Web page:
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The world of Roblox accessories is betting big on young, Black creators

Since the dawn of the internet, users have gone online to escape. They’ve flooded forums to build community when the outside world was lacking, and they’ve delved into fantasy worlds, fanfiction, and original characters to explore the limits of personal identity.

In the ’00s, online accounts, from the blinged-out Myspace pages to fantasy RPG profiles, were exaggerations of real-life personalities or total aliases, intended to obscure reality in favor of something completely different than who they are IRL. 

But in modern times, the internet is fiending for authenticity — even if it’s hard to distinguish. Anonymity is less popular; users are building avatars that more accurately represent themselves in the real world; and platforms are catering to the demands of young users who view online spaces as mirrors for their everyday lives, as the internet becomes less fantasy and more reality. Among those are the 71.5 million daily active users on Roblox.

Making Roblox players into Roblox designers

According to the platform’s 2023 Digital Expression, Fashion, and Beauty Trends report, more than half of Roblox’s Gen Z (17-24 years old) users believe customizing their online avatars is more important than styling themselves in the real world. Around 70 percent of users polled stressed the importance of having a diverse range of skin tones, body sizes, hair colors, textures, and styles, while the year racked up more than 165 billion avatar updates among users. 

“These findings echo what we see on our platform: self-expression through digital identity and fashion is an essential part of people’s experience,” Roblox wrote. “And 40 percent of Gen Z feel it’s easier to present their authentic selves in the metaverse than in the physical world.”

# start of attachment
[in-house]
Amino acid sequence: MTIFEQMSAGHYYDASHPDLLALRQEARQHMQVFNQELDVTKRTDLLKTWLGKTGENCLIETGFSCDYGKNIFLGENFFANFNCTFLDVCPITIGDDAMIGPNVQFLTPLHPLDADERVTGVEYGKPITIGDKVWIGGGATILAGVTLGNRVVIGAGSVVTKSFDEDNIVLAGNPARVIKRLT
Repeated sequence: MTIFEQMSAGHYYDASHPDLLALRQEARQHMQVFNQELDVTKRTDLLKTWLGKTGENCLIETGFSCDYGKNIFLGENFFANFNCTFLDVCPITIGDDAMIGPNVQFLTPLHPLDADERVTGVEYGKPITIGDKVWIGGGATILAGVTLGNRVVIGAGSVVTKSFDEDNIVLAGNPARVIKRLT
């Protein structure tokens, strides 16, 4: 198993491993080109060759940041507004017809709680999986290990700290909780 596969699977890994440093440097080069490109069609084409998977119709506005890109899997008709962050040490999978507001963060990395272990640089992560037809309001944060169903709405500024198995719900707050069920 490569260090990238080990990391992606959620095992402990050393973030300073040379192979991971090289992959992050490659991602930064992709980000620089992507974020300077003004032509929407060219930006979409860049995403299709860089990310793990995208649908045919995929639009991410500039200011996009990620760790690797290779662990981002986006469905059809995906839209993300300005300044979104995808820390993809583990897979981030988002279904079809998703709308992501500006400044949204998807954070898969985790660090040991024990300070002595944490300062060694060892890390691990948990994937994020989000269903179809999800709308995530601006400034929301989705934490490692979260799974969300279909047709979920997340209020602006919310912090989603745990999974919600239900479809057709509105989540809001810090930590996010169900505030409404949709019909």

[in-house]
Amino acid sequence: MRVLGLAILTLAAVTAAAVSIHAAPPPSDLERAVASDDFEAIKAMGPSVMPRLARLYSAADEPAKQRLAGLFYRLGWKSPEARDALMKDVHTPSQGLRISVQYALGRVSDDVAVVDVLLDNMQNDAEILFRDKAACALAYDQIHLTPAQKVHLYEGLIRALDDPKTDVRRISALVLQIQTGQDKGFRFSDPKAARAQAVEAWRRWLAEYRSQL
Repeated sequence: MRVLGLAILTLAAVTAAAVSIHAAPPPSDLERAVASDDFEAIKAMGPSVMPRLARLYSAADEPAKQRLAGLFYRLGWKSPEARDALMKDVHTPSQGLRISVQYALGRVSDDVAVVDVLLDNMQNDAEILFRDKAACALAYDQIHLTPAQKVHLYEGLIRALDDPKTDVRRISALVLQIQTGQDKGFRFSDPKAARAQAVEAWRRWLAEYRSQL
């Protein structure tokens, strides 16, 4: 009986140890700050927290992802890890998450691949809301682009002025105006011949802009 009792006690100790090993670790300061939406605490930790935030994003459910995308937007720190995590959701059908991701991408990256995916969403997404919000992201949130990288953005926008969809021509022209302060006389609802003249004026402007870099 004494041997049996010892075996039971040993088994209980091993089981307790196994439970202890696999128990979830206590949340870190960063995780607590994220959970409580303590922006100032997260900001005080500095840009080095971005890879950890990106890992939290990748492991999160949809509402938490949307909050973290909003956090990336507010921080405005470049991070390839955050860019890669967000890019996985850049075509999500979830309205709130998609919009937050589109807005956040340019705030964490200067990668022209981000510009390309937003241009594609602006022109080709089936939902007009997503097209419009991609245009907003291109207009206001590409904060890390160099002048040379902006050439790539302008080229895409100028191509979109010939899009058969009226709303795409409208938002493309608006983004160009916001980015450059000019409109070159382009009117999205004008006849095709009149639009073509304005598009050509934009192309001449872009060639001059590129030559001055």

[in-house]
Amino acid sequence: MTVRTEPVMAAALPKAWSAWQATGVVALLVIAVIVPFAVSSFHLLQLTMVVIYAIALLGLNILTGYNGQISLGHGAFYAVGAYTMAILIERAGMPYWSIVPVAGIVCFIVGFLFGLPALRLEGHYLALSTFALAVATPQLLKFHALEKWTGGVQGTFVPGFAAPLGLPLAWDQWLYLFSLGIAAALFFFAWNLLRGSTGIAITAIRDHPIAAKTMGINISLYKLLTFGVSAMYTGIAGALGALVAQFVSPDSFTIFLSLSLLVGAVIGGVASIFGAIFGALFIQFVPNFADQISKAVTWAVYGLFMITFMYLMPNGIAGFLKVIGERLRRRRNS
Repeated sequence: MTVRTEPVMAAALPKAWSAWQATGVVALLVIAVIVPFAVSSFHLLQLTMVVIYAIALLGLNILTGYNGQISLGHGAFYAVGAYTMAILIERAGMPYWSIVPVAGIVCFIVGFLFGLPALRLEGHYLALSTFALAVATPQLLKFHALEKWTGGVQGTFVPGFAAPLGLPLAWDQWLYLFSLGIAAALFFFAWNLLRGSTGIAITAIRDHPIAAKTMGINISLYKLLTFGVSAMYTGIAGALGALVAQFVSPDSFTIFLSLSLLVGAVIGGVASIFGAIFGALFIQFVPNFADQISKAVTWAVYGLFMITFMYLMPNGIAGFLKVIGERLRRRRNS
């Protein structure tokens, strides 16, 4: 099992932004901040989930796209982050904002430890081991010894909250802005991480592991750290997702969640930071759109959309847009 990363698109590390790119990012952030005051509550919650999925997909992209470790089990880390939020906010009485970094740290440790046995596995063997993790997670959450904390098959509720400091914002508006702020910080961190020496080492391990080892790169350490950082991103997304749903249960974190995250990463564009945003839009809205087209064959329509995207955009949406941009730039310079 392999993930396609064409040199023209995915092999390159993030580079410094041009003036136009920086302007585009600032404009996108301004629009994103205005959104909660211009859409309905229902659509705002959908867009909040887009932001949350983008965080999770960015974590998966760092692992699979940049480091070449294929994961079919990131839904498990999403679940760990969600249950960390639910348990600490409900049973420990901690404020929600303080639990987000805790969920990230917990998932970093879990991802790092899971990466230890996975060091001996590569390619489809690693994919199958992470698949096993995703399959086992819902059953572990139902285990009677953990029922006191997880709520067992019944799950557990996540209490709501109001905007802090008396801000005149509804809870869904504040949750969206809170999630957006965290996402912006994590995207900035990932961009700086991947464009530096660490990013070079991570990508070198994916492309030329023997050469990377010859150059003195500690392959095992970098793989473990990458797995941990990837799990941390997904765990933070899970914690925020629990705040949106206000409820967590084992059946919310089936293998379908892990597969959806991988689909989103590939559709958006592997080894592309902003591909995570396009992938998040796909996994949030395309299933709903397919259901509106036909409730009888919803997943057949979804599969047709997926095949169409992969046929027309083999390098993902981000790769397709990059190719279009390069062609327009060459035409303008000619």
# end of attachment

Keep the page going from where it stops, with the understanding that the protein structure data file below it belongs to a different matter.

Despite growing alarm from parents and children’s advocates about the safety of the platform, Roblox continues to dominate as a favored digital space for people of all ages. It’s not just a gaming platform for young kids, but a quickly growing metaverse marketplace and incubator for young digital designers and engineers. 


“40 percent of Gen Z feel it’s easier to present their authentic selves in the metaverse than in the physical world.”

– Roblox

Jasmine (@Jazzyx3) and Lona (@Lirn) are some of Roblox’s most popular, self-taught designers, and they represent a facet of the user base that began as regular, kid players but have now transitioned Roblox into an adult career. They’re also leading the charge as Black designers building User-Generated Content (or UGC) for other users of color, most specifically in a variety of diverse, multicultural hairstyles and accessories. Some of their most popular creations include Jasmine’s “Long Dreads” and “Light Brown Parted Afro,” and Lona’s “Bantu Knots,” “Locs Pigtails,” and ” Headscarfs” designs.

Modern gamers and designers are adding to a complicated history of Black hairstyles in games, as well as other advocates for diversity options like skin color and body type. Many online still don’t understand the call for representative gaming, a sentiment on full display when Lona took over Roblox’s Twitter account to explain her work on natural hair styles.

“The way I see it, creation should be representative,” Lona has said of her work. “I set out to create authentic Black hairstyles for avatars. It’s a technical and complex design, but I knew I could do it with passion and flair.”